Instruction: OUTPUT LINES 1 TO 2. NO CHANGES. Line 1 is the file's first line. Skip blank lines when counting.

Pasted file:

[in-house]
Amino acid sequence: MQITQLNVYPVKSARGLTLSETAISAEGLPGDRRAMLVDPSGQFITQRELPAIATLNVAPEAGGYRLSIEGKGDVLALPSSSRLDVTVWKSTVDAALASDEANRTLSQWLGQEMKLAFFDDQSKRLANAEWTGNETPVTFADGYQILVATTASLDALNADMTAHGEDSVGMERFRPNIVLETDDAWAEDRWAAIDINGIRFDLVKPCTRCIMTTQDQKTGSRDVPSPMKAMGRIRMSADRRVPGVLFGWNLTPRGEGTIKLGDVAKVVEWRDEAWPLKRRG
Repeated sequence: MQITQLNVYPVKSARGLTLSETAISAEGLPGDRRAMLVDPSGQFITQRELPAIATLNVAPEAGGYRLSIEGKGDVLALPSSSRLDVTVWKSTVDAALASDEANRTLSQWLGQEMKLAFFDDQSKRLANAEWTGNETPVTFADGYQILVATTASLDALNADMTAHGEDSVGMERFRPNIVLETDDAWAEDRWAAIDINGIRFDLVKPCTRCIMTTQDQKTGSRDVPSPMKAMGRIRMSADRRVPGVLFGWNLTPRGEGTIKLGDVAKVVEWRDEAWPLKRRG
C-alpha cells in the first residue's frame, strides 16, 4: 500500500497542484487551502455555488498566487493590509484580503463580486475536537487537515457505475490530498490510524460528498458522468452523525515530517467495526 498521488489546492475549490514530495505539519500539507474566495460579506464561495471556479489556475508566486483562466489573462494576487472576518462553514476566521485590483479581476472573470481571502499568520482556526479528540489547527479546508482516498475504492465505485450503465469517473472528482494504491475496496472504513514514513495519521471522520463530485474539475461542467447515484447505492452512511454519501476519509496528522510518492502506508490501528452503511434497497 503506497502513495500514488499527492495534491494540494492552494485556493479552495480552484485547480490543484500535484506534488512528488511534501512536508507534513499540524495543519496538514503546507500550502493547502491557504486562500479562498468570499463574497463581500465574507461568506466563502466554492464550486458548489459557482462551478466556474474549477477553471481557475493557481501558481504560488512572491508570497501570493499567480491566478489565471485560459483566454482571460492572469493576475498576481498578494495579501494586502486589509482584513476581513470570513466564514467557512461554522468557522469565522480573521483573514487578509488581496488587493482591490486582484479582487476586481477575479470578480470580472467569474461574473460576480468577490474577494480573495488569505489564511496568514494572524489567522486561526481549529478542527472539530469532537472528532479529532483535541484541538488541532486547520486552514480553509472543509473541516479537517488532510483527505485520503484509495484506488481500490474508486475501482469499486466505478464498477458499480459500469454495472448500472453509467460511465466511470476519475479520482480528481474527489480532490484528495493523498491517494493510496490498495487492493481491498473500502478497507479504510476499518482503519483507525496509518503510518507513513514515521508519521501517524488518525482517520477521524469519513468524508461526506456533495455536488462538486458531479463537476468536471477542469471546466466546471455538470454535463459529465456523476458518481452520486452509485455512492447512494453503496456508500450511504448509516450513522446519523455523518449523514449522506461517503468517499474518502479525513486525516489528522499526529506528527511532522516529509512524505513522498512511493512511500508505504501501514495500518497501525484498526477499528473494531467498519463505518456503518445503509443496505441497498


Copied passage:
[in-house]
Amino acid sequence: MQITQLNVYPVKSARGLTLSETAISAEGLPGDRRAMLVDPSGQFITQRELPAIATLNVAPEAGGYRLSIEGKGDVLALPSSSRLDVTVWKSTVDAALASDEANRTLSQWLGQEMKLAFFDDQSKRLANAEWTGNETPVTFADGYQILVATTASLDALNADMTAHGEDSVGMERFRPNIVLETDDAWAEDRWAAIDINGIRFDLVKPCTRCIMTTQDQKTGSRDVPSPMKAMGRIRMSADRRVPGVLFGWNLTPRGEGTIKLGDVAKVVEWRDEAWPLKRRG